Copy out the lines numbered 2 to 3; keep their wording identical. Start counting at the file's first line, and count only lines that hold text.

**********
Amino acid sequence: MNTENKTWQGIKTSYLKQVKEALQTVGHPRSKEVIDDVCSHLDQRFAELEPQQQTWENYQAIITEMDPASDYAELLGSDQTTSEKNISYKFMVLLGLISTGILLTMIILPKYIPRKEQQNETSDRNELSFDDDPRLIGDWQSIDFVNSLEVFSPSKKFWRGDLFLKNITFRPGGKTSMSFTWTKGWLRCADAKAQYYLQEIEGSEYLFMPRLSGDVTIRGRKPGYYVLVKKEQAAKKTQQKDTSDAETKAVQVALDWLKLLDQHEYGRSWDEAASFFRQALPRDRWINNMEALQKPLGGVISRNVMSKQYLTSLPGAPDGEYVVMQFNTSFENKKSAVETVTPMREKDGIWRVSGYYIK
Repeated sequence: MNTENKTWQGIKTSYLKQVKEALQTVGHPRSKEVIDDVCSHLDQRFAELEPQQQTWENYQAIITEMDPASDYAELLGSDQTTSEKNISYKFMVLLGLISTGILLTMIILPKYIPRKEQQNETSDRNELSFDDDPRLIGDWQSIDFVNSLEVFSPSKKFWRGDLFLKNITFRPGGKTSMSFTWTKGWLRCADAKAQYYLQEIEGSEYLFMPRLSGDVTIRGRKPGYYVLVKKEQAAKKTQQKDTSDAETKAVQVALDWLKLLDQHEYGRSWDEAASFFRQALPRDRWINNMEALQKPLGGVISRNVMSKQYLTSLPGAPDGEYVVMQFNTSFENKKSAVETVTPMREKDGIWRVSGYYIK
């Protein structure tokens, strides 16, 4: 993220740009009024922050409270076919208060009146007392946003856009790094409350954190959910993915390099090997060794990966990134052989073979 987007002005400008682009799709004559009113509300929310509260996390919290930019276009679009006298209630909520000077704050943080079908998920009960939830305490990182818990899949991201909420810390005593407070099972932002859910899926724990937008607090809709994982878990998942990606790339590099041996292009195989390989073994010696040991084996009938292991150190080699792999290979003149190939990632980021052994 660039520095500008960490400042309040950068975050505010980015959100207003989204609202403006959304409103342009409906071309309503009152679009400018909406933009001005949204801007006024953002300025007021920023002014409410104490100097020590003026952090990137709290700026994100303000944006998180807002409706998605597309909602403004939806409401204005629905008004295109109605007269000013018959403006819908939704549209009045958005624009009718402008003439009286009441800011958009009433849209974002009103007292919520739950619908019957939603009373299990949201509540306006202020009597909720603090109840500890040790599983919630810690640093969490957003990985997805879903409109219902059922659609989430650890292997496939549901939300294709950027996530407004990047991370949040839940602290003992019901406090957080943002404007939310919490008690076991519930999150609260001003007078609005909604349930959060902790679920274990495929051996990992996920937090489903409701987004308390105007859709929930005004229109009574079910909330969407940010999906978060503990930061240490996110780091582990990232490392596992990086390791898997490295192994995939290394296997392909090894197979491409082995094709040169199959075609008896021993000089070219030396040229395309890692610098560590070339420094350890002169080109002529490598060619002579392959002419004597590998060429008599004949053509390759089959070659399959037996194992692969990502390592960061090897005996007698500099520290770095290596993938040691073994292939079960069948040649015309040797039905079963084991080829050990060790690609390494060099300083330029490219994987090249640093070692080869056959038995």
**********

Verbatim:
Repeated sequence: MNTENKTWQGIKTSYLKQVKEALQTVGHPRSKEVIDDVCSHLDQRFAELEPQQQTWENYQAIITEMDPASDYAELLGSDQTTSEKNISYKFMVLLGLISTGILLTMIILPKYIPRKEQQNETSDRNELSFDDDPRLIGDWQSIDFVNSLEVFSPSKKFWRGDLFLKNITFRPGGKTSMSFTWTKGWLRCADAKAQYYLQEIEGSEYLFMPRLSGDVTIRGRKPGYYVLVKKEQAAKKTQQKDTSDAETKAVQVALDWLKLLDQHEYGRSWDEAASFFRQALPRDRWINNMEALQKPLGGVISRNVMSKQYLTSLPGAPDGEYVVMQFNTSFENKKSAVETVTPMREKDGIWRVSGYYIK
């Protein structure tokens, strides 16, 4: 993220740009009024922050409270076919208060009146007392946003856009790094409350954190959910993915390099090997060794990966990134052989073979 987007002005400008682009799709004559009113509300929310509260996390919290930019276009679009006298209630909520000077704050943080079908998920009960939830305490990182818990899949991201909420810390005593407070099972932002859910899926724990937008607090809709994982878990998942990606790339590099041996292009195989390989073994010696040991084996009938292991150190080699792999290979003149190939990632980021052994 660039520095500008960490400042309040950068975050505010980015959100207003989204609202403006959304409103342009409906071309309503009152679009400018909406933009001005949204801007006024953002300025007021920023002014409410104490100097020590003026952090990137709290700026994100303000944006998180807002409706998605597309909602403004939806409401204005629905008004295109109605007269000013018959403006819908939704549209009045958005624009009718402008003439009286009441800011958009009433849209974002009103007292919520739950619908019957939603009373299990949201509540306006202020009597909720603090109840500890040790599983919630810690640093969490957003990985997805879903409109219902059922659609989430650890292997496939549901939300294709950027996530407004990047991370949040839940602290003992019901406090957080943002404007939310919490008690076991519930999150609260001003007078609005909604349930959060902790679920274990495929051996990992996920937090489903409701987004308390105007859709929930005004229109009574079910909330969407940010999906978060503990930061240490996110780091582990990232490392596992990086390791898997490295192994995939290394296997392909090894197979491409082995094709040169199959075609008896021993000089070219030396040229395309890692610098560590070339420094350890002169080109002529490598060619002579392959002419004597590998060429008599004949053509390759089959070659399959037996194992692969990502390592960061090897005996007698500099520290770095290596993938040691073994292939079960069948040649015309040797039905079963084991080829050990060790690609390494060099300083330029490219994987090249640093070692080869056959038995």